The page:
Anyway, I needed to get that Feisty install talking to my QMS/Minolta (now Konica) Magicolor 2350 laser printer over the network, the only way I ever talk to that printer. Recalling Eric Raymond's Linux usability rant The Luxury of Ignorance, I was curious to see how much things have improved since then.
This printer has all sorts of network interfaces supported and genuine Postscript. Last time I networked it on a Linux host was all via command line and that was pretty simple, as command prompt interfaces go. Under Windows, all I have to do is install the driver and tell it the IP address of the printer. Ubuntu also provides a gui to handle all this, gnome-cups-manager. I started there. This printer supports the Internet Printing Protocol which seemed promising for an easy configuration.
Setup things for IPP to that address, just got errors with no useful descriptions in the GUI. Turning to Debugging Ubuntu Printing Problems, I found that on Feisty I had to manually edit the cupsd.conf file to get any useful feedback here. Basically, on this version of Ubuntu, the Gnome tool is useless the minute you have a problem. Supposedly it's better on Gutsy, not that it would have helped me.
I also learned a bit about troubleshooting this type error from the IPP: Only Raw Printing Works thread on the forums, which wasn't my problem but was in the same area. The other troubleshooting suggestion there for helping with reinstalls was:
That was nice to make sure I was starting from closer to scratch properly every time, but was also no help at actually resolving the issue.
The debugging level logs led me to this bit that seemed my real problem:
E No %%BoundingBox: comment in header!
E PID 10539 (/usr/lib/cups/backend/socket) stopped with status 1!
E [Job 63] Unable to write print data: Broken pipe
What the hell? I found a bunch of people with this same error, but few suggestions. Subsequent reading suggested the whole gnome-cups-manager does little but get in the way if it doesn't work right off the bat, so now it was back to using
To manage cups directly.
I tried a few more variations on the IPP protocol before deciding that whole protocol was yet another thing getting in the way. Back to the old standby of talking directly to the printer with lpd. While playing with that, cups went completely insane on multiple occasions, prompting a need for:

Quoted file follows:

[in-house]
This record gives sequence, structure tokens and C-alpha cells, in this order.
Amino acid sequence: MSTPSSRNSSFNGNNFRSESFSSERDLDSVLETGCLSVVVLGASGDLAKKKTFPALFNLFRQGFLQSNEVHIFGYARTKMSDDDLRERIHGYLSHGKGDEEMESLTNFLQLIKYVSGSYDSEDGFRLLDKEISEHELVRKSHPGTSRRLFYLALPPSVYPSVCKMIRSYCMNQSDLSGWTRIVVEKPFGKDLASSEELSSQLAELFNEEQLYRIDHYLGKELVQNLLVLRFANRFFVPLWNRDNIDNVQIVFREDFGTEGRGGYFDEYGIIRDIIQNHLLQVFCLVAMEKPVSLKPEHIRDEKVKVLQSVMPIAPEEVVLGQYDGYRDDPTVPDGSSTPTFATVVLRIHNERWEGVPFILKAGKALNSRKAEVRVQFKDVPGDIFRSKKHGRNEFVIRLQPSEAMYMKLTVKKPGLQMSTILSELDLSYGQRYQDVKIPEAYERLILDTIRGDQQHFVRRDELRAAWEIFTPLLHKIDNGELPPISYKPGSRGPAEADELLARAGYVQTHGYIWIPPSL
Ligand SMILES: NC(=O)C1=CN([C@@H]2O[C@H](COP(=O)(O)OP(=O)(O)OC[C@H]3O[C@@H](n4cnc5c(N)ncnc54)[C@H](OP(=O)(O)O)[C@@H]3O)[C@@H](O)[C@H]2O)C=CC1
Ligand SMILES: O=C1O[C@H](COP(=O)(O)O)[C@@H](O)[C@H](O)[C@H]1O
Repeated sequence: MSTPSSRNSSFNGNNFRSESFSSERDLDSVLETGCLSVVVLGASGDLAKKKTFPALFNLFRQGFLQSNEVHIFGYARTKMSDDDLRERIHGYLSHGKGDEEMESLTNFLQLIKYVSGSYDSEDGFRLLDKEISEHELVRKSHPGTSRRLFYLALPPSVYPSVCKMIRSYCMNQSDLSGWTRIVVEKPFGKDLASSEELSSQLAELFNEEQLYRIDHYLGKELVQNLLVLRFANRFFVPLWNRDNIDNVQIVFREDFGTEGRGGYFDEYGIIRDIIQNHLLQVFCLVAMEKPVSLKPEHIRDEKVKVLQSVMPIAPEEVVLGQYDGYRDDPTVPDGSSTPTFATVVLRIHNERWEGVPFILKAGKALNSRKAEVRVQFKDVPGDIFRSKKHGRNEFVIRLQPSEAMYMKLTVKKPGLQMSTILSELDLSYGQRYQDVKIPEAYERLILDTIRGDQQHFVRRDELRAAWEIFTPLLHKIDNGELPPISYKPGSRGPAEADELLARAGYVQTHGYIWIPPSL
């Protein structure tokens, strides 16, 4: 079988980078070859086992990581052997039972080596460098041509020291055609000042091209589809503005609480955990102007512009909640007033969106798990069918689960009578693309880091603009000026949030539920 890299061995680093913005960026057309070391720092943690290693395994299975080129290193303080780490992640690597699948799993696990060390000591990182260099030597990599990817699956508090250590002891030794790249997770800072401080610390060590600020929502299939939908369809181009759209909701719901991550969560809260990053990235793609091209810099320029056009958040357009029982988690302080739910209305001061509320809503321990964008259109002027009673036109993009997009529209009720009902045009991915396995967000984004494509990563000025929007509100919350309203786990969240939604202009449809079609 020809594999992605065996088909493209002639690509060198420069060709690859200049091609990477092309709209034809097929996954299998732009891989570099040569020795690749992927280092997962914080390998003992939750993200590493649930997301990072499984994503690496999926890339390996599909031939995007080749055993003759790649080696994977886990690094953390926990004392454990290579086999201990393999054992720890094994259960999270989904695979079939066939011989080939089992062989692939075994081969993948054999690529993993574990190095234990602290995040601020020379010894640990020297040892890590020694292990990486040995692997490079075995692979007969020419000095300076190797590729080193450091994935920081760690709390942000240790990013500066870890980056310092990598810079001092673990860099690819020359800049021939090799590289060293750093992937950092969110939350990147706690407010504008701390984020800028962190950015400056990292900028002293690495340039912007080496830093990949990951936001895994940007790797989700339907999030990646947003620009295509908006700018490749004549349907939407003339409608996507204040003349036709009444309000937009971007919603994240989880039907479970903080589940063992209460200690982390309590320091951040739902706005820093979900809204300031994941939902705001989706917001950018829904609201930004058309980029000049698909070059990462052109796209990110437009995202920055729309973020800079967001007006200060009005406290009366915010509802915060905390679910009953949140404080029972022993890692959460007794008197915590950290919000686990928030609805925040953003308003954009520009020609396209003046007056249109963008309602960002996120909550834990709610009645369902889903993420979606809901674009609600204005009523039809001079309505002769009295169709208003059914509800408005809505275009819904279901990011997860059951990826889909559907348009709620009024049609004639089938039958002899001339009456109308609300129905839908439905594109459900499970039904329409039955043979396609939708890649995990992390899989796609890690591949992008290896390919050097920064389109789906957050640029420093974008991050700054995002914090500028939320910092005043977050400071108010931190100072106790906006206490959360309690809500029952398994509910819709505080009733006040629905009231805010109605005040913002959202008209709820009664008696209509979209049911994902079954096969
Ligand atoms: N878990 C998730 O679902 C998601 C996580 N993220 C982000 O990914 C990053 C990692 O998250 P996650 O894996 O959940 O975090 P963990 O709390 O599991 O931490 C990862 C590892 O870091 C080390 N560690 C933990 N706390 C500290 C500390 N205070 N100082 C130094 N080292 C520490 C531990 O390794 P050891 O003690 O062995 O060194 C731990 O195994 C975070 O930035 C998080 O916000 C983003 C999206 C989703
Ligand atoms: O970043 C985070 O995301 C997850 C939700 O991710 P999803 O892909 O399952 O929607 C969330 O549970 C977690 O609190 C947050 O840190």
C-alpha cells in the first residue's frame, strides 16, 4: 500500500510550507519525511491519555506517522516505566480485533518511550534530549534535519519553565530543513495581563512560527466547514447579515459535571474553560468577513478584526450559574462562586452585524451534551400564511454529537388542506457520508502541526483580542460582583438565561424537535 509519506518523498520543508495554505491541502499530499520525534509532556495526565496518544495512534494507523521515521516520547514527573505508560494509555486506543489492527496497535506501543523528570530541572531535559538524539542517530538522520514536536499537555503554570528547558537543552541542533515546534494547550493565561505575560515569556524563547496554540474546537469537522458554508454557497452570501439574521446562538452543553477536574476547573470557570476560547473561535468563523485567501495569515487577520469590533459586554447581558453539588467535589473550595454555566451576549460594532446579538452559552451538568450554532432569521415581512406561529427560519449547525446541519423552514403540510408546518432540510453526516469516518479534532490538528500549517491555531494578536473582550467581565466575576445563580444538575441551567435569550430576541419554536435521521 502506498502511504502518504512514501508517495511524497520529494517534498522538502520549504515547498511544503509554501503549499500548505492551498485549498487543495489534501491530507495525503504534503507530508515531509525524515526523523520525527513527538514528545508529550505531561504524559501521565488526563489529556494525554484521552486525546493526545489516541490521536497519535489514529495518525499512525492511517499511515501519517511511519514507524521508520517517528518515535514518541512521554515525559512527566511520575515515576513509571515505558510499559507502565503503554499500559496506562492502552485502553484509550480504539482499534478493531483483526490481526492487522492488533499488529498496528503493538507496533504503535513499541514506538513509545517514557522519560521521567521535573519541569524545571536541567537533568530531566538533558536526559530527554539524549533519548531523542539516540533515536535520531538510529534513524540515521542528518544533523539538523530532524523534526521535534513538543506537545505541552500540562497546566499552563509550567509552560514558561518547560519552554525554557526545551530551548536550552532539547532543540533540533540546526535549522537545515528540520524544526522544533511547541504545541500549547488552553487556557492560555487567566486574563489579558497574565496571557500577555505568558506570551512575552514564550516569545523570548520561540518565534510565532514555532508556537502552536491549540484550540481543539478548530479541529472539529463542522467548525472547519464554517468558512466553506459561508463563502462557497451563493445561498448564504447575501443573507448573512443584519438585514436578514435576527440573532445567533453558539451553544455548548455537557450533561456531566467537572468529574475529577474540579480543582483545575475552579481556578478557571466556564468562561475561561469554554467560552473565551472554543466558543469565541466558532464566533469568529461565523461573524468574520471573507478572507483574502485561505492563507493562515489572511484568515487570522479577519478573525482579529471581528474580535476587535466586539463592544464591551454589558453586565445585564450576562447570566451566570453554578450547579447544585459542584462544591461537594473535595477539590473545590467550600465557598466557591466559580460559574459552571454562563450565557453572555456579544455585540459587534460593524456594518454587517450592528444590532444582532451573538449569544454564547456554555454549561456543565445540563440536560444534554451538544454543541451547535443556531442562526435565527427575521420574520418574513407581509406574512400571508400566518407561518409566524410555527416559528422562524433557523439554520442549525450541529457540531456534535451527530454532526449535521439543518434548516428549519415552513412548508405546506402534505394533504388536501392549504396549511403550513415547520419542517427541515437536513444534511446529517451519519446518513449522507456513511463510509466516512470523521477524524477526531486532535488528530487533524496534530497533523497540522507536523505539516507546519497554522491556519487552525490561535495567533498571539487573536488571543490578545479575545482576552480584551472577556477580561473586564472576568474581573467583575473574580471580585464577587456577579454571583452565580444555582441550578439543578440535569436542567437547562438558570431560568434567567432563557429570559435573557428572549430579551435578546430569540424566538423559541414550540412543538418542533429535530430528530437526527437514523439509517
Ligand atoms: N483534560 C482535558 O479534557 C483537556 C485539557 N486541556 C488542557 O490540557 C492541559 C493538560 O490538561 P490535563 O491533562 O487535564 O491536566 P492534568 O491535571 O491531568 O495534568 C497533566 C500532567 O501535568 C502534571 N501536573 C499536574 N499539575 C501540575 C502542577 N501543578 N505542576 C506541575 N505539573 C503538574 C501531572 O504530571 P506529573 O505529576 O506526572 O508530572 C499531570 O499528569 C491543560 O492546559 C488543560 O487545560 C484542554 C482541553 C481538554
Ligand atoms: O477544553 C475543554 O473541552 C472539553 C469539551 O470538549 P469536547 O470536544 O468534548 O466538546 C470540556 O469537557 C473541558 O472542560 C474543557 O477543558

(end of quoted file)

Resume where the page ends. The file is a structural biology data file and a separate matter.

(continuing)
Sigh. Did some digging on the default queue info for this printer, and the magic URI that finally worked is:
So basically the old-school setup I used to use. The additional layers of cups and its gnome interface did nothing but get in my way by obfuscating what was going on underneath, and cups remains as buggy as ever. Gosh, maybe I should follow the link on the localhost cups page to purchase Easy Software's "ESP Print Pro"? The only thing worse than spamming my printer setup page with their ad is that when I click on it, the page doesn't even exist. Come on--you put a damn ad on Linux systems all over the world, and you can't even keep a redirect alive to the URL you used? Not exactly a way to get me so confident in your skills that I'd want to give you money.
Now, at this point the obvious flame is "what the hell are you complaining about Ubuntu 7.04 for when 8.04 is available?". That's easy--I only use LTS versions because they're the only ones I'd recommend a business deploy, and dissapointingly Hardy is a good beta quality release that was pushed out the door anyway to meet a pre-planned release schedule. It doesn't work anywhere close to well enough for my standards yet. They decided to use a Linux kernel so fresh (2.6.24) it's gone through almost no QA before release, with a crippling bug in the brand-new scheduler model that completely bogs down the application I spend most of my day using, PostgreSQL. Again, seriously? They just introduced a whole new scheduler in 2.6.23 and you expect it will work already? Have you ever actually developed software before? That sucker is many kernel revs away from having all the unexpected corner cases knocked out. Hardy should have shipped with 2.6.22 or earlier if they wanted a stable kernel at launch. Combined with the beta standard Firefox (I must have a reliable Flash plugin for my work as well) and the whole Pulseaudio mess, Hardy isn't even on my radar until service pack, err, update 1 comes out in a couple of months.
A final twist to my story: just after I got printing going, CUPS recognized my printer by itself! It suggested:
Of course, that didn't actually work either--just got IPP errors about not being able to get the status of the printer. Looks like Eric Raymond's Aunt Tillie is still a considerable distance away from easy Linux printing. As for my setup, web pages print fine but lpd output gets truncated at the margins. If only I had a fancy GUI to help set that up...